Every dust devil, says the legend, is caused by the spindance of an invisible Saci. One can capture him by throwing into the dust devil a rosary made of separately blessed prayer beads, or by pouncing on it with a sieve. With care, the captured Saci can be coaxed to enter a dark glass bottle, where he can be imprisoned by a cork with a cross marked on it. He can also be enslaved by stealing his cap, which is the source of his power. However, depending on the treatment he gets from his master, an enslaved Saci who regains his freedom may become either a trustworthy guardian and friend, or a devious and terrible enemy. Anyway, I don’t know anyone who has ever caught a Saci-Pererê, he’s too fast in his hurricane.

Origins of the Legend


The Saci myth probably derives from the Ŷaci-ŷaterê of Tupi-Guarani mythology, a magic one-legged child with bright red hair who would spellbind people and break the forest’s silence with his loud shouts and whistles. He was originally a creature of the night, and indeed the ŷaci (jaˈsi) means “Moon” in Old Tupi.

This indigenous character was appropriated and transformed in the 18th century by the African slaves who had been brought to Brazil. Farm slaves would tell Saci stories to amuse and frighten the children. In this process the creature became black, his red hair metamorphosed into a red cap, and, as the African elders who usually told the tales, he came to be always smoking his clay-and-reed pipe.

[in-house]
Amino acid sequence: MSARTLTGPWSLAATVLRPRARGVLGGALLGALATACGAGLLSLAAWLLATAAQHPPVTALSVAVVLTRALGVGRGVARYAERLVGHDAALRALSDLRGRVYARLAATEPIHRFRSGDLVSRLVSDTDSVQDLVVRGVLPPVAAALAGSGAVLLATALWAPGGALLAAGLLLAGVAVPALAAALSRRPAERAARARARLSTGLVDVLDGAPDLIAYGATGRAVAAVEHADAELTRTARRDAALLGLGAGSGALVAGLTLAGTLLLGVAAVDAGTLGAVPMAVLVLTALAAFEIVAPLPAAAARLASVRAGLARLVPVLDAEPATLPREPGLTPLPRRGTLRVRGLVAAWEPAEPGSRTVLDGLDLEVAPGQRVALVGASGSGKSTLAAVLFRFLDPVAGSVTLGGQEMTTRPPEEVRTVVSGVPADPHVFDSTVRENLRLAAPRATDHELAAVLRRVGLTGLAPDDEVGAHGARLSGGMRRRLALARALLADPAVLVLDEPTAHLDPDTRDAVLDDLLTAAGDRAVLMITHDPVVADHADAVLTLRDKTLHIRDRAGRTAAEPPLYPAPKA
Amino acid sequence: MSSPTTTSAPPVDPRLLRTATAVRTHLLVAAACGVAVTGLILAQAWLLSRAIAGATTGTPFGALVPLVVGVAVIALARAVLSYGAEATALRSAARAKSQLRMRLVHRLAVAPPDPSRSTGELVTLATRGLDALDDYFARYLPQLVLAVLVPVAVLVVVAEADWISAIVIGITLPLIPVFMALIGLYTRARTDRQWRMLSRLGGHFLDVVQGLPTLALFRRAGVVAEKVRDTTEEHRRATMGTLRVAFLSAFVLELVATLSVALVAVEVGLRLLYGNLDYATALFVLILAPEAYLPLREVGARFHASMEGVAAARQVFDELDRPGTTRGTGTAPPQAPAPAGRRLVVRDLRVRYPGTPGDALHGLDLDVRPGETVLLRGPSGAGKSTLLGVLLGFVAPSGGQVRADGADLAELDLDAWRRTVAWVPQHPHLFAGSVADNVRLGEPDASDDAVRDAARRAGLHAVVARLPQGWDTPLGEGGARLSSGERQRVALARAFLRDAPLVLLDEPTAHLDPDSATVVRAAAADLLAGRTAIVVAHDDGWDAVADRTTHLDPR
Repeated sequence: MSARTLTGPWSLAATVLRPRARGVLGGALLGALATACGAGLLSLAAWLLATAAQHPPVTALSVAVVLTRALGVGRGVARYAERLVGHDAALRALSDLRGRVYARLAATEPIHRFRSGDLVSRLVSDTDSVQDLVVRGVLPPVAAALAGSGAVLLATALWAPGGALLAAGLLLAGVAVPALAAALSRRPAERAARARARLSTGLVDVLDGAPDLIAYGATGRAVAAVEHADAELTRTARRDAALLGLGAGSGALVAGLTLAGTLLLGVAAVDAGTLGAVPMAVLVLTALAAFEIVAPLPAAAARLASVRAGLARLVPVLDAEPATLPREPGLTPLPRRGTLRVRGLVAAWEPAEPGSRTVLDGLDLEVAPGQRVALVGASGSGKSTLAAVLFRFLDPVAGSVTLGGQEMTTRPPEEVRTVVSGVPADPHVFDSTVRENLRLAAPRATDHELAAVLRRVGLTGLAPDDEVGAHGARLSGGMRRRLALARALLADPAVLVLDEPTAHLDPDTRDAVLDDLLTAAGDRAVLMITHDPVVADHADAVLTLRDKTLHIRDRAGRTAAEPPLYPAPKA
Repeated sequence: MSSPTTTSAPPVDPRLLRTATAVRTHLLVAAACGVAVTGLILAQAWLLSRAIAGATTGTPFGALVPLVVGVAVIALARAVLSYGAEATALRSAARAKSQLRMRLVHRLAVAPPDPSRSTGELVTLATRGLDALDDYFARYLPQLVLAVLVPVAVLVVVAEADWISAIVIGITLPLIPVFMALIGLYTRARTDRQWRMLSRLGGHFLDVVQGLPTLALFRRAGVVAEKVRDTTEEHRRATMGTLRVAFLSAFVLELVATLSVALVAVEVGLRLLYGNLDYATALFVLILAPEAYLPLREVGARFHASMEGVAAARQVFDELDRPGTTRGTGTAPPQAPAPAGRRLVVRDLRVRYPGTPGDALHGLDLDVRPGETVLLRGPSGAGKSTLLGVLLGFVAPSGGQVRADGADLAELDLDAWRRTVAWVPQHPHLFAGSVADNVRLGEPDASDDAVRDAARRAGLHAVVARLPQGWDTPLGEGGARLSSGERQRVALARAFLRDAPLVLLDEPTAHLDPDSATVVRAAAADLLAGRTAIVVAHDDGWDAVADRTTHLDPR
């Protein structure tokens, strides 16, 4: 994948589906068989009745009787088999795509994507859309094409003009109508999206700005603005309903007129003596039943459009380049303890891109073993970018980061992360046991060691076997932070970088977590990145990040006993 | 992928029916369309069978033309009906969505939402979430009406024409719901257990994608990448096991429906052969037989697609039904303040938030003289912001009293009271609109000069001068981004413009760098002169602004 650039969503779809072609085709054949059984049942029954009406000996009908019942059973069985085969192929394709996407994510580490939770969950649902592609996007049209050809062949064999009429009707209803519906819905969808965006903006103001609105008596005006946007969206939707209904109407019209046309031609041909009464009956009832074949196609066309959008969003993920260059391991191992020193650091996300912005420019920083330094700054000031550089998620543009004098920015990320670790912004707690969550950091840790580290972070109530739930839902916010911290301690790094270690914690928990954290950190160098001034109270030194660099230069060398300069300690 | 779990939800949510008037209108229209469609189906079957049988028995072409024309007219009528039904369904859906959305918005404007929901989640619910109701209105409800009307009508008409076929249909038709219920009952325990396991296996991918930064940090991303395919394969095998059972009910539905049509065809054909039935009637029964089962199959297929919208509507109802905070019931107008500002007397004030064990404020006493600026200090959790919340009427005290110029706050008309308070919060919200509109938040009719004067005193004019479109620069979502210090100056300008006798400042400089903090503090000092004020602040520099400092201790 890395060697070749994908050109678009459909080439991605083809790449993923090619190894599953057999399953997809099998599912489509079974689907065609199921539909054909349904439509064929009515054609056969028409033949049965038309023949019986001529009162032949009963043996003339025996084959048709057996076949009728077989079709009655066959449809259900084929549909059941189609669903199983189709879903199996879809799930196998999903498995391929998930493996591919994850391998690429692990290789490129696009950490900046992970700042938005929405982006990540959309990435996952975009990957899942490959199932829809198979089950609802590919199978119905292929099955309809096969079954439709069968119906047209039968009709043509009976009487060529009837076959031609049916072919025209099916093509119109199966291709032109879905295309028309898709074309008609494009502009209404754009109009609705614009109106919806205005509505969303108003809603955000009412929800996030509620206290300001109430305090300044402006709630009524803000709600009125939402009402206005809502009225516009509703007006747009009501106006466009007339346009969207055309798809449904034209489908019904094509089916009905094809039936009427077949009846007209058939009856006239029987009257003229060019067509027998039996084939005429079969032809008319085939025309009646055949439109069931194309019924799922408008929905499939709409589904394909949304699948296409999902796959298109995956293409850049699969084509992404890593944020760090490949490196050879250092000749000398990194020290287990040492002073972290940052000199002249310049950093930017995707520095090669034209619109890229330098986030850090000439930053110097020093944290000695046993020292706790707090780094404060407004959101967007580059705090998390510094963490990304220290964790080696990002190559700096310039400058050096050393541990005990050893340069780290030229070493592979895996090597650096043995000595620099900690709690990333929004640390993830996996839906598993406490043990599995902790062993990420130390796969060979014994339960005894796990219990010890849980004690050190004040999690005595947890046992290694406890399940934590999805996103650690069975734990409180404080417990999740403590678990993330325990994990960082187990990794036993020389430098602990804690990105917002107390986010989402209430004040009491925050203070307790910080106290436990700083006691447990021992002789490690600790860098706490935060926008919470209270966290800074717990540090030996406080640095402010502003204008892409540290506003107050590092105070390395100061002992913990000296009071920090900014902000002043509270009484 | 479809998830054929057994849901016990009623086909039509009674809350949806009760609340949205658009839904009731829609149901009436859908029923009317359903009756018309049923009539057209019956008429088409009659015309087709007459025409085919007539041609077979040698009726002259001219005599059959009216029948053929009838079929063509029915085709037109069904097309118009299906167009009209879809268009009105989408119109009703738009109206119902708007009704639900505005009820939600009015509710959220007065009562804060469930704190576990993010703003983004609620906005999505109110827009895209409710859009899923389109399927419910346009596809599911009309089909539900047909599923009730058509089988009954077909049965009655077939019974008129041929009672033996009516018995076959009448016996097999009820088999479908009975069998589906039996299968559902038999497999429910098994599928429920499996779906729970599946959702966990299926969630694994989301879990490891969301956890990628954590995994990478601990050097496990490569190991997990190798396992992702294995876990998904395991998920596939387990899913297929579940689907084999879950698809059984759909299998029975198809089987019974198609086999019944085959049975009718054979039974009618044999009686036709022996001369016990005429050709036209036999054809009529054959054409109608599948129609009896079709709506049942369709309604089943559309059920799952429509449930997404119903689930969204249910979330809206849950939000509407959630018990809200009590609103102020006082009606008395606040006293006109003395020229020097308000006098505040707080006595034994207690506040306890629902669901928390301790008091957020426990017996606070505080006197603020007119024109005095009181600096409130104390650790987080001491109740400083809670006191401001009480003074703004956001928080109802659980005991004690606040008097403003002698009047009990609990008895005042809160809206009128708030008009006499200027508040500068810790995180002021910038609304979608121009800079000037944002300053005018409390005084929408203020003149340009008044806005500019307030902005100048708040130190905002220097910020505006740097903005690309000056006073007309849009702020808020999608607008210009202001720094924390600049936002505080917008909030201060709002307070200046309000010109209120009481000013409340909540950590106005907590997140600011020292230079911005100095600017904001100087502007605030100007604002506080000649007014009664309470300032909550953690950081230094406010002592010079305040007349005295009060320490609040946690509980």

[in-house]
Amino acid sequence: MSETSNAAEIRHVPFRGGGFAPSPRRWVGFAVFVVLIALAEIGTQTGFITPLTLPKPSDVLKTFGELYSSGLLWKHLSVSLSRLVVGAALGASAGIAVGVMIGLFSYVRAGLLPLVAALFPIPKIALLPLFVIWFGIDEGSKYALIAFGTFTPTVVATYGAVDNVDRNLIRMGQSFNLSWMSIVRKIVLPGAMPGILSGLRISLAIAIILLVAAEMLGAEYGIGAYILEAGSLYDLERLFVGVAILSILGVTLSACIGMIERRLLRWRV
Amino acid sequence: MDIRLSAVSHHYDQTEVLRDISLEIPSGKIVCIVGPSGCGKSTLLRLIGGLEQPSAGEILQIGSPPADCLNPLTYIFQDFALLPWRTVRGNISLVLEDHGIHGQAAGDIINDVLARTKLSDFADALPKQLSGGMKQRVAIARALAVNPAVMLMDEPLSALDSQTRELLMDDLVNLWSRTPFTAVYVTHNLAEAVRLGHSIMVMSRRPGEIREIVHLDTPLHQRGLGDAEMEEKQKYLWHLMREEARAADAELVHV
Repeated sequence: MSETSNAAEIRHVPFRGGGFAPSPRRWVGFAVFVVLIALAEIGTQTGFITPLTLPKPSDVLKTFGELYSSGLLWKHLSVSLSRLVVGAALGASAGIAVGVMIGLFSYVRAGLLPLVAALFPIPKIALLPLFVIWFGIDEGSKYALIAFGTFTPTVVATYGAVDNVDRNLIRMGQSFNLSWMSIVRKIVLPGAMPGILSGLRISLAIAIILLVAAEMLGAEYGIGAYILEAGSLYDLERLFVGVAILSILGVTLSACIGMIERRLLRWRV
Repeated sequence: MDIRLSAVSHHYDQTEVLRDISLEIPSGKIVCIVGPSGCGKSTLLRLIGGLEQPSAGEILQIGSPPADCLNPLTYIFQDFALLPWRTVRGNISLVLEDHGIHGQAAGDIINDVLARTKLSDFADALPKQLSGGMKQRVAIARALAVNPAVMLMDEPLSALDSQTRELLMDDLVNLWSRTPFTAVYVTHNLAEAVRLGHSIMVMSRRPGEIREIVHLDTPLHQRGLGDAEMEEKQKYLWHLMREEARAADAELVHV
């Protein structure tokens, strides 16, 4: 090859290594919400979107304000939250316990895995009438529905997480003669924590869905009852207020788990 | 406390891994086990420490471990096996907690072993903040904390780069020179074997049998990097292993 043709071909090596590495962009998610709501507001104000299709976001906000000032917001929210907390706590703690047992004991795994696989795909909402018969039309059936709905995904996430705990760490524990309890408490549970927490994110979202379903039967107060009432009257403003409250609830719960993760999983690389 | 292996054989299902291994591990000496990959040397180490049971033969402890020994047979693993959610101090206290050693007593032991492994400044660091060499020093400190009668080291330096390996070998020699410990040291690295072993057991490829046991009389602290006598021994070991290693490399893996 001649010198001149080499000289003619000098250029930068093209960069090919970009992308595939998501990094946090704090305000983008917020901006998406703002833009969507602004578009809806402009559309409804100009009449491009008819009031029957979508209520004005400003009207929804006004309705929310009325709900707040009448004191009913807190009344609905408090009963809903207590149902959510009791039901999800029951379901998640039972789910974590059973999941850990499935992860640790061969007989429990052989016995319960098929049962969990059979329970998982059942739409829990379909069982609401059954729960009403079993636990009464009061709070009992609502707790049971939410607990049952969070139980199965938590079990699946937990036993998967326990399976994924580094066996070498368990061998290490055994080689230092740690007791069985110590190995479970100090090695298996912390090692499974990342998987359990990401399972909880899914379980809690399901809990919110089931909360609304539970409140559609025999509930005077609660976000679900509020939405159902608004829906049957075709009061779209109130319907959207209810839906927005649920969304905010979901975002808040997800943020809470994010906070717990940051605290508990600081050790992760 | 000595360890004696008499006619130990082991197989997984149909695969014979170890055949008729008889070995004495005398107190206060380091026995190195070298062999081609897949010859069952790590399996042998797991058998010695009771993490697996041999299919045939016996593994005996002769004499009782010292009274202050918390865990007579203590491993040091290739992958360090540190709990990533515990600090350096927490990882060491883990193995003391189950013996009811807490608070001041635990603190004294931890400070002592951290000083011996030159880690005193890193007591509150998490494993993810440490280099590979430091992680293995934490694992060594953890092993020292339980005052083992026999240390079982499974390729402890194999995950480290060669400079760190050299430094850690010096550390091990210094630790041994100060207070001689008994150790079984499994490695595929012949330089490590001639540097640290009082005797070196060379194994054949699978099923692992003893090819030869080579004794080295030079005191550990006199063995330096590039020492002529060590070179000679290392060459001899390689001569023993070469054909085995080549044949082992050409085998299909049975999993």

In Popular Culture

What made Saci-Pererê become so famous among all other well-known names and beings? The answer is Monteiro Lobato, a Brazilian writer.

In 1918, Monteiro Lobato published a book called Saci-Pererê: Resultado de um Inquérito (Saci-Pererê: The result from an Inquiry) in which he presented a compilation of Sacis he gathered from all over the country by mail. There were many variations and descriptions.

He was so fond of Saci-Pererê that he included Saci as a character in Sítio do Pica-Pau Amarelo (The Yellow Woodpecker Farm) released in 1920, among other Brazilian folklore characters.

Although Saci-Pererê was not one of the main protagonists of the chronicles, he played a special role causing mischief, playing pranks, and more.

In the 1960s, the one-legged gnome – by now “domesticated” into a prankish but inoffensive and lovable creature – was chosen by premier Brazilian cartoonist Ziraldo as the leading character of his comics magazine Turma do Pererê.

The character also appears in manga Akumakun (1963-1964) of Shigeru Mizuki.